Nebraska Governor Pete Rickett’s challenge to state agencies to better utilize information technology to improve effectiveness of state government and improve responsiveness to constituents prompted the Nebraska Department of Environmental Quality (NDEQ) to emphasize the ongoing effort to streamline permitting processes. NDEQ had identified the National Pollutant Discharge Elimination System (NPDES) construction stormwater permit program and the Air Quality state construction permit programs as areas where reliance on an online permitting process could better utilize NDEQ resources and reduce the time required for eligible applicants to go through permitting.
The construction stormwater and Air Quality construction permitting programs require significant staff resources. Prior to the conversion to the online process, the construction stormwater program required approximately 1.5 full-time staff equivalents (FTEs) to administer it. The online system, on the other hand, will be administered with under 0.5 FTEs. The Air Quality program estimates that up to 25 percent of all construction permit applications submitted could be handled by the online state general construction permitting program.
The construction stormwater program also involves the Nebraska Game and Parks Commission as an integral part of the permitting process. Previously, paper applications had to be routed through, and approved by, the commission. With the online process, the commission’s approval is routinely received electronically on the same day – and saves commission staff considerable time.
A major component of both permitting efforts is the reliance on the applicant to provide information in a more meaningful manner to NDEQ. In the case of the Air Quality general construction permit program, the applicant must respond to between 10 and 14 yes/no questions. Based on the applicant’s responses, NDEQ is able to determine if coverage under a general construction permit can be granted.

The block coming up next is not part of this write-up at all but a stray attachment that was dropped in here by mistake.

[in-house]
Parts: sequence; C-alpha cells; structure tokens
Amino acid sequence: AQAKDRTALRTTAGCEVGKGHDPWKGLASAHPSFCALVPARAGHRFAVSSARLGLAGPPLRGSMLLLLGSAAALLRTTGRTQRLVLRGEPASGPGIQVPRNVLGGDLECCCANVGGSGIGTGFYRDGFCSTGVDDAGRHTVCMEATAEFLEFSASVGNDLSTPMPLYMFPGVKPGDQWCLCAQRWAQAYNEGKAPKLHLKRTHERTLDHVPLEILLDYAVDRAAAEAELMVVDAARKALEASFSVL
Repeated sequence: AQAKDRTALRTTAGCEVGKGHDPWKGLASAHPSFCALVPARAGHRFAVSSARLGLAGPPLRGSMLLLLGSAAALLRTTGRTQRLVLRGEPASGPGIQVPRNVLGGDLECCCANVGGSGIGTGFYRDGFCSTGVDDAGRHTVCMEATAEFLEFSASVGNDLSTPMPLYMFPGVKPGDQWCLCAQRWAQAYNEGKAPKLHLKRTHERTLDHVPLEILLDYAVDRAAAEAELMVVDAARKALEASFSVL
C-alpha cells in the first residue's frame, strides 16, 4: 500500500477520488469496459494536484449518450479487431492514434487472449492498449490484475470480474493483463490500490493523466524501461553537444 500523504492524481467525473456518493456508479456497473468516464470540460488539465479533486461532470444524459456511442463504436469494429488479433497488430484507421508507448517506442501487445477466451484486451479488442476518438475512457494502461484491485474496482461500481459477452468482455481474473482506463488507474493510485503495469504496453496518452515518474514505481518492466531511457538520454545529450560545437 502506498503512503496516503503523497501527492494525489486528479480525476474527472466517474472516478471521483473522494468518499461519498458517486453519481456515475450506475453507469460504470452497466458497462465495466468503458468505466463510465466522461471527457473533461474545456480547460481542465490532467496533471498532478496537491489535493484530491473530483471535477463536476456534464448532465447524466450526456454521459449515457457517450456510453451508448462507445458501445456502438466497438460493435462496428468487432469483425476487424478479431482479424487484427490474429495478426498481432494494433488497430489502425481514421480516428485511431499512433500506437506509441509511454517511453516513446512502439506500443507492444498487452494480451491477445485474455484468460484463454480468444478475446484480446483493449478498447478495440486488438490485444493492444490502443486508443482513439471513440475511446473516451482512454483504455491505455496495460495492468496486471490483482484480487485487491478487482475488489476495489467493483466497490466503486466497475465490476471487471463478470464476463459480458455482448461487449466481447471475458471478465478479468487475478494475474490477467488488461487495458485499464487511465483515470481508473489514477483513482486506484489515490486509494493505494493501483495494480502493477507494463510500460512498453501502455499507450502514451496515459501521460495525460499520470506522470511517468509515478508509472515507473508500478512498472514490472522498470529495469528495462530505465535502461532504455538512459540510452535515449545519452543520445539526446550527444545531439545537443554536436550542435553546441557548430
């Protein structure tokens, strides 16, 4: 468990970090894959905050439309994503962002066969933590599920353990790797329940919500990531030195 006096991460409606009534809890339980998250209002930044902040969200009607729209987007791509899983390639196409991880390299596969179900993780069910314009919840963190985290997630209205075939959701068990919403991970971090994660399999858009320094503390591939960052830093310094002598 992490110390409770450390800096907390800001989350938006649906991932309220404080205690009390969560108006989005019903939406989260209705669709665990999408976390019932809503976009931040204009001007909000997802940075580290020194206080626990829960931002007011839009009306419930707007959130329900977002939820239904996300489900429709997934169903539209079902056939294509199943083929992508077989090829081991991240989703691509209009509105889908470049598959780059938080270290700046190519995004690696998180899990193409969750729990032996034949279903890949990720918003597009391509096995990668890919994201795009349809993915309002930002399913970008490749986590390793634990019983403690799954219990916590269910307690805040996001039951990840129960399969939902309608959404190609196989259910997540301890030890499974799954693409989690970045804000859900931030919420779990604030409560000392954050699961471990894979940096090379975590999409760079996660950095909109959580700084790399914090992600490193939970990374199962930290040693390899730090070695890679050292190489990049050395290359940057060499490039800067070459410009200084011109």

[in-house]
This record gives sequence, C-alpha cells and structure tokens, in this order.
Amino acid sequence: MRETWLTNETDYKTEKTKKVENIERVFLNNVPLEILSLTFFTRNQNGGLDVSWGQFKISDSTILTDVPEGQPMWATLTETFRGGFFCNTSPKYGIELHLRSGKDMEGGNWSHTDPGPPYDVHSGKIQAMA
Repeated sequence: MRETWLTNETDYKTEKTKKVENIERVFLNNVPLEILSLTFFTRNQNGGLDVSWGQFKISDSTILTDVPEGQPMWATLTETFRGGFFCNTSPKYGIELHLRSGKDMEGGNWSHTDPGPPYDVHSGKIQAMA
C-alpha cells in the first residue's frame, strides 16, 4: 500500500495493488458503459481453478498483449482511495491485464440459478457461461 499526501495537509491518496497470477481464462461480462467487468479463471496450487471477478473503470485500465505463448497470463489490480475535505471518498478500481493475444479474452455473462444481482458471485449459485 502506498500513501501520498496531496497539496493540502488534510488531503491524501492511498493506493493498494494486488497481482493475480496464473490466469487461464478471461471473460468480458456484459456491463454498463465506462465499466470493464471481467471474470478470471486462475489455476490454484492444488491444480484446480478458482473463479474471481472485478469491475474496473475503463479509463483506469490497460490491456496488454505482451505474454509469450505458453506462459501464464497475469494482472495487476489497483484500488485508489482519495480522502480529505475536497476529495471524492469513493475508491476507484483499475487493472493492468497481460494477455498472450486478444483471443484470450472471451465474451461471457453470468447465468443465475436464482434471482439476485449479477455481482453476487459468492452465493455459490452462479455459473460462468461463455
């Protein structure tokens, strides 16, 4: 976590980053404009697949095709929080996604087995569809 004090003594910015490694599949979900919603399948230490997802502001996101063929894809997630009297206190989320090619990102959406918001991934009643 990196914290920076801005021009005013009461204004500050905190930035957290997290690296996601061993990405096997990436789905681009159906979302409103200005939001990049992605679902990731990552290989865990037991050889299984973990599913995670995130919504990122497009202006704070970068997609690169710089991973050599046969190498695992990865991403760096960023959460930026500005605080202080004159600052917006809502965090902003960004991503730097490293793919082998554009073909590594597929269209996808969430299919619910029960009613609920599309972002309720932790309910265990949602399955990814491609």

To date, the Air Quality Program has developed general construction permits for the following source categories: aggregate processing, emergency engines, hot-mix asphalt plants, and concrete batch plants. Additional source categories, including incinerators and surface coating operations, are in development. It should be noted the online program is not applicable to Prevention of Significant Deterioration or Title V facilities.
Results to Date:
The first full month of accepting construction stormwater general permits was December 2015. Twenty-six permits were received that month. On average, it took one day from the receipt of application to the notification that the facility was covered. Previously it took about 14 days to go through this process. A total of 416 applications for construction stormwater permits have been received in 2016; again, permits have been issued in an average of one day. Facilities are still allowed to submit paper copies of the applications, but of the 416 applications received, only 44 were submitted in paper form.
April was the first month in which requests for coverage were received under the Air Quality general construction permit program. Requests have been received from facilities with emergency engines, aggregate processing, and a hot-mix asphalt plant. The facilities were notified that they were covered by the general permits within days of making application. Previously reviewing and issuing these permits would have required four to eight months.
NDEQ continues to examine permitting programs in an effort to save time for both the agency and the regulated community and welcomes opportunities to discuss the possibilities.